Fueled by my desire to learn the classic cocktails (and one day hopefully work in a craft cocktail bar), I have been doing intense study of the history, preparation, and serving methods of one drink per week. This week’s drink is the Ramos Gin Fizz, named for its creator Henry Ramos.
Ramos was a bartender in New Orleans at the Imperial Cabinet Saloon, where he invented the RGF in 1888. The main characteristic of a fizz is that it uses soda water. While many fizzes call for either egg white or heavy cream, the RGF calls for both. This combination of egg white and cream makes emulsification difficult. I’ve learned from palling around with other cocktail nerds that a bartender with an ability to make a rich, foamy RGF is highly desired.
This week I had the opportunity to observe both Misty and John make RGFs at Drink. While I’m sure there are many other equally astute ways to make this particular cocktail, I sure appreciated the chance to see two masters at work. I will try to describe their approaches as objectively as possible.
Misty measured and combined the citrus, gin, simple syrup in a mixing glass, and added the egg white. She capped with a tin and dry shook really vigorously for a solid 35 seconds. (There was music on the PA that was at a tempo of roughly 120 bpm, and I counted to 70 when she stopped). She popped the tin, added one chunk of hand-hewn ice (about 2.5″ square), recapped, and started shaking again. She shook with continuous motion near her shoulder, about a medium tempo for a good minute. (I pulled out the stop watch on my iPhone so I could get a more accurate measurement). When she finished, she immediately pulled out the chilled Collins glass, poured it about 1/4 full with soda, and double-strained from the tin into the glass. The foam rose from the bottom quickly. As she swirled the conical strainer around the rim, the foam slowly creeped upwards and formed a dome. Carefully Misty slid a metal spoon-straw into the foam and garnished with a twist.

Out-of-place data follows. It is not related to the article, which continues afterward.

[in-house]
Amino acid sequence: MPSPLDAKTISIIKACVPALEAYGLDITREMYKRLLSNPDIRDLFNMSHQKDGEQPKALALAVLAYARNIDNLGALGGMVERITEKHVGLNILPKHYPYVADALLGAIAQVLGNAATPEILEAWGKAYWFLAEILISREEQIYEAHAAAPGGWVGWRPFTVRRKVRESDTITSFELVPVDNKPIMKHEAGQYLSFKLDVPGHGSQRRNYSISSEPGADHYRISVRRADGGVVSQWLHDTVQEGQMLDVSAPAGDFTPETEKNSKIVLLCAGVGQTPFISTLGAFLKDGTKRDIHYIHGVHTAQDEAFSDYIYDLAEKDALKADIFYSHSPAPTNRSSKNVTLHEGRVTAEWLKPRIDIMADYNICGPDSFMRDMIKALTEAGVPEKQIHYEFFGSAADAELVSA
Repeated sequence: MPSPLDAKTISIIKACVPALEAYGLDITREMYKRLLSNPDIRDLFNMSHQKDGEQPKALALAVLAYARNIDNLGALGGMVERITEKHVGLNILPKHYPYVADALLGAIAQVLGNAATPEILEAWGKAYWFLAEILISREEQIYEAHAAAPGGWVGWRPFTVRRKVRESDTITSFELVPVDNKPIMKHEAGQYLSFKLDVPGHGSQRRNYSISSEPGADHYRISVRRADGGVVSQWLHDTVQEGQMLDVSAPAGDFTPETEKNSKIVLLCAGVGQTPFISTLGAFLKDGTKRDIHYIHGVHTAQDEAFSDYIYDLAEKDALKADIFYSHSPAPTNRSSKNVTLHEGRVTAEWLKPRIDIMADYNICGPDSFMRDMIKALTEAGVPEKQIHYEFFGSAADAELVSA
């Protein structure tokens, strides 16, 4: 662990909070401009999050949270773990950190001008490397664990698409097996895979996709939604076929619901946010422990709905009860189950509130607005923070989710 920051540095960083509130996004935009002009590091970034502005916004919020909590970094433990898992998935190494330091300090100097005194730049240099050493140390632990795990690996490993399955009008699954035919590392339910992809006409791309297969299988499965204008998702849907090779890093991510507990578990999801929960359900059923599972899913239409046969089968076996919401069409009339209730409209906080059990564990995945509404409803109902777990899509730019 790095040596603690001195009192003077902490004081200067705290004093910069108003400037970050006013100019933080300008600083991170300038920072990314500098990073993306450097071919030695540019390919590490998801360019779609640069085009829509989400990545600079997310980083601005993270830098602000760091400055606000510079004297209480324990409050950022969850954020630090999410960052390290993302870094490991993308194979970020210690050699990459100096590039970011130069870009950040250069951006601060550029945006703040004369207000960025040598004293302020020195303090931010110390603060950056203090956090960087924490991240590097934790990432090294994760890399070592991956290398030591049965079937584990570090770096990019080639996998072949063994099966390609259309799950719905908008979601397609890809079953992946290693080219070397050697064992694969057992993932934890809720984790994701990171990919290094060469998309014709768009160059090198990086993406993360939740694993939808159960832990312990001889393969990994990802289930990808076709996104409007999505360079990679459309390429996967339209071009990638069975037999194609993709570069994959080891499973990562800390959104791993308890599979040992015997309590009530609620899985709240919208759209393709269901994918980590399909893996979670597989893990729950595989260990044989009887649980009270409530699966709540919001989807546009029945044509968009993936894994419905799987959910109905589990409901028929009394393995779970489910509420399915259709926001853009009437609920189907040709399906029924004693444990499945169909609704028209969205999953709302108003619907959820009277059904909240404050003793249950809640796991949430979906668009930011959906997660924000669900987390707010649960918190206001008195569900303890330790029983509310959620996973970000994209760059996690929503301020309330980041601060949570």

In contrast, John’s approach was to dry shake with just the gin, citrus, and egg white first; he added the cream and simple syrup when he inserted the large format ice. John’s dry shake was not as vigorous/fast as Misty’s, though he covered more space, and I could imagine the mixture sloshing around inside the shaker getting more airtime and thus gaining aeration. On his second stage of shaking, he added 2 chunks of the hand-hewn ice along with cream. With the ice in the shaker, his strokes were shorter and quicker. 20 seconds in, he popped the tin, straw tasted and added some more simple syrup. When re-capping, he went with a pint glass instead of the 16 oz tin he had used previous. (I thought this might have something to do with the temperature… but John clarified later that when he straw tasted it, it needed more sweetening, and so the added volume meant he needed a pint glass so there’d be more room for additional volume inside). Another 20 second shake, and he was ready to double strain. The foam rose slowly up the glass. As it reached the top, one could see that how densely packed the air bubbles were; an indicator of a rich, creamy foam. Although the foam on this fizz did not reach the vertical height or sculpted splendor of Misty’s fizz, it had a certain poofness to it, like a freshly whipped marshmallow.